Use any radius you choose and the result will always be that the outside horse has to run 3.5 feet times pi or about 11 feet further than the inside horse. Alydar had to run these 11 "extra" feet to remain even with Affirmed when both horses exited the turn and began their historic stretch drive. If the distance between the center of this pair had been 4.5 feet, then the "extra" distance would have been 14 feet. Three horses side by side require the outside horse to run 25 feet further than the inside horse. Assume that the "length" of a thoroughbred is about eight and a half feet. Then the "first over" outside horse is at a disadvantage of 1.3 to almost 1.7 lengths to the inside horse and a disadvantage of 3 lengths or more for the three wide ("3w" in the chart’s comments) horse.


What does this have to do with Affirmed and Alydar? The tapes of their 1978 Triple Crown races will confirm that Alydar was "first over" for at least one turn during each race. The Kentucky Derby charts state that Alydar "commenced to advance from the outside after six furlongs, continued wide in the stretch, swerved to bump ...." The Preakness charts note that Alydar "advanced willingly outside of horses in backstretch, engaged Affirmed well out from the rail...." Alydar ran at least 3 times the 11 extra feet further (perhaps twice this number) than the rail hugging Affirmed. The charts document that Affirmed took a total of 6:22 2/5 to run the three races and that Alydar’s total losing distance was less than two lengths. Do the math (speed equals distance divided by time). With the times being all but identical and Alydar covering much more than 4 lengths further, Alydar was the faster horse. As with all horses that do not go "wire to wire" on the rail, Alydar’s true speed ratings were reported lower than earned as the total distance he ran was ignored. Using low speed ratings places a horseplayer at a very serious disadvantage.


The summary of the running of the 129th Kentucky Derby notes that both Funny Cide and Empire Maker were both a little wide in the early going with Funny Cide then edging nearer the inside while "Empire Maker ... was six or seven wide during the early stages, ... continued five wide on the backstretch and into the far turn, advanced steadily five wide leaving the three-eights pole... and wasn’t good enough." Consider the five wide (backstretch -- far turn -- to the three-eights pole) as 55 "extra" feet. These six "extra" lengths confirmed that Empire Maker was more than good enough to win, but he didn’t -- and for many it was a disappointment.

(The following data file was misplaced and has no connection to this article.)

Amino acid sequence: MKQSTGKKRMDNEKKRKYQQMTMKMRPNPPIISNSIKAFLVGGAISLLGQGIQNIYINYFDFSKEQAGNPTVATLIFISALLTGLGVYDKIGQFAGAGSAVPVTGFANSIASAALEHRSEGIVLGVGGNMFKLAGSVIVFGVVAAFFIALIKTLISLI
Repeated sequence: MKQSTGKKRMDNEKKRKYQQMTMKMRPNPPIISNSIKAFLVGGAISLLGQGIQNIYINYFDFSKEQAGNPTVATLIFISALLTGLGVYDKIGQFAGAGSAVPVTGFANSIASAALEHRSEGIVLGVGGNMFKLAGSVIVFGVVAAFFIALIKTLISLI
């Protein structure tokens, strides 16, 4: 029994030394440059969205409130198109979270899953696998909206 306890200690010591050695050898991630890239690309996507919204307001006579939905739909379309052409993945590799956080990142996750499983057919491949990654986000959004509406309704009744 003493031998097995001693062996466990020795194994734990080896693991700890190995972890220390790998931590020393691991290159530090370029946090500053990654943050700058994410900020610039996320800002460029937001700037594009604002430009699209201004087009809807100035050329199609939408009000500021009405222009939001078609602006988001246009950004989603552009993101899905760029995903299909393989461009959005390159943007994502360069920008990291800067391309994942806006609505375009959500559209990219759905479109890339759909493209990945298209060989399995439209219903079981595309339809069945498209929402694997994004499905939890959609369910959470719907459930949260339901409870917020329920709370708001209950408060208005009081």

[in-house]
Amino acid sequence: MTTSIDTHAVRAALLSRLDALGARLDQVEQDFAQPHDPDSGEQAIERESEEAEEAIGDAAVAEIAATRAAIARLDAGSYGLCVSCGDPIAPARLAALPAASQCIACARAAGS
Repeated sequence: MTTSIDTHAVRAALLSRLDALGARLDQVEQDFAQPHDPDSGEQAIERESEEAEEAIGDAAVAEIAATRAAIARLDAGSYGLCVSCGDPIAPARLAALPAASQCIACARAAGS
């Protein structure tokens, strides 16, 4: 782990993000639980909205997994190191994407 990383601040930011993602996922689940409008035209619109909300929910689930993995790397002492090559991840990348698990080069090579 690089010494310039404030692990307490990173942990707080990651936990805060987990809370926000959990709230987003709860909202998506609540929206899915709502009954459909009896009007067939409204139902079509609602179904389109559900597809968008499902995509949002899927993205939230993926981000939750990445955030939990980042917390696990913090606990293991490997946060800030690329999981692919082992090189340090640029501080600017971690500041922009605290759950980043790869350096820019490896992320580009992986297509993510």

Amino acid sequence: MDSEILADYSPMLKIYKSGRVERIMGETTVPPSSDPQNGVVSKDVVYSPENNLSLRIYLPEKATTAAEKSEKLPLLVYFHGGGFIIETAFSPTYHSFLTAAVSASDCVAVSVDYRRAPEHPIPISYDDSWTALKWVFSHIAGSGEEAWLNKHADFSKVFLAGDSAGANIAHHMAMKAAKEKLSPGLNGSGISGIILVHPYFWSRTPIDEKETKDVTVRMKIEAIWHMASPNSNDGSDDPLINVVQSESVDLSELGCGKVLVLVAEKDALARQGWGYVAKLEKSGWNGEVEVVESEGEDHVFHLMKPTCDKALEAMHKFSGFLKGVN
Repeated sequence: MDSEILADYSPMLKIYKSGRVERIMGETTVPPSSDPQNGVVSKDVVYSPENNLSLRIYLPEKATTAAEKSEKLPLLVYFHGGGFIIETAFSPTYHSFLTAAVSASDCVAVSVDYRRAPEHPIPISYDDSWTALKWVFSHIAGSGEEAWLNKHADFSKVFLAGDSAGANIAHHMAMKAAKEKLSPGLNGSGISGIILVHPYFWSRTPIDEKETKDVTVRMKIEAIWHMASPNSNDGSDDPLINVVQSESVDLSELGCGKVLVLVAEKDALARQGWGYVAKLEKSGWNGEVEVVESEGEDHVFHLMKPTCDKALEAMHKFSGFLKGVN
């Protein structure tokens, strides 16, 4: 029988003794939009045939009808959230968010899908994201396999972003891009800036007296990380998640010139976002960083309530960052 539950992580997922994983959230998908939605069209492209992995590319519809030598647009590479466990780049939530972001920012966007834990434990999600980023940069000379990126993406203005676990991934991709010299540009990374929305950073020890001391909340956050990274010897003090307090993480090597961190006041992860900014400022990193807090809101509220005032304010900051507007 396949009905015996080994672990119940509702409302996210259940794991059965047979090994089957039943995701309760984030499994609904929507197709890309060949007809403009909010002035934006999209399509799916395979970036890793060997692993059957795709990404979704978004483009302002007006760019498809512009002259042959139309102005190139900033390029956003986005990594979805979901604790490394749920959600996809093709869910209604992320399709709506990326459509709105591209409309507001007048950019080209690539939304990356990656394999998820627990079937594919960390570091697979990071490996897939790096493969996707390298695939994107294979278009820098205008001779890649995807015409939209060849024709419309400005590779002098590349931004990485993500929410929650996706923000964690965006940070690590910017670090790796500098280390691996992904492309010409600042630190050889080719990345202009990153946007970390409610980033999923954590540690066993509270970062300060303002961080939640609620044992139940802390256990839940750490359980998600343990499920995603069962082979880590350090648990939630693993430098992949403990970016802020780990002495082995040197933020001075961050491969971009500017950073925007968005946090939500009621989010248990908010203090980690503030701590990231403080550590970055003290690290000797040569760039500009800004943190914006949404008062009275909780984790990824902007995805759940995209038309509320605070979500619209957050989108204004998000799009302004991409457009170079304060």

Empire Maker’s lack of early pace and an outside post position in a large field suggested that his speed ratings should be reduced because of the strong likelihood that he would be forced to go around slower horses. This predictable reduction resulted in a slight speed rating advantage for Funny Cide and with his higher odds he became the selection. When the race was run, Empire Maker’s disadvantage was even worse than predicted and he "wasn’t good enough." If the 2003 Belmont Stakes has a small field, Empire Maker will be "good enough." Can this disadvantage be turned into an advantage (can a funny "thing" be identified)? It can, especially for the handicapper willing to adjust reported speed ratings to get an edge on those that do not.. For better or worse, reported speed ratings are based solely on final times. This time is compared to the best time run at the track at that distance within the last three years. The difference in fifths of a second is then subtracted from 100 (example: 3 seconds is 15 fifths producing a speed rating of 85). This figure usually is accompanied by a subjectively determined "variant" that accounts for the condition of the running surface. Other arguably more accurate methods compare the final time to an objectively determined "par" for that particular type of race.


Surely these speed ratings can be adjusted to a number that would more accurately reflect the real speed of a horse (such as Alydar). The easiest approach is to simply add (reward) or subtract (penalize) speed rating points to those you presently use. Basic mathematics has quantified some useable figures. Above it was suggested to add 3 points for a 3w horse (a 4w horse would receive a 4 point reward). A caution -- "fanned out" or "swung" 4w does not justify the full 4 points as the horse was not 4w for the entire turn. Since the horse was probably 2 or 3 wide to allow it to fan out or swing 4w or even 5w, a reward of 2 or 3 speed rating points is fully justified.

Unfortunately, not all comment lines include information translatable to speed rating point adjustments. Shedding light on or perhaps further complicating the reward/penalty issue are the legitimate considerations of total number of runners, numbers of expected front runners, a horse’s PPN (recall the comments relative to going wide into the turn), and the horse’s running style.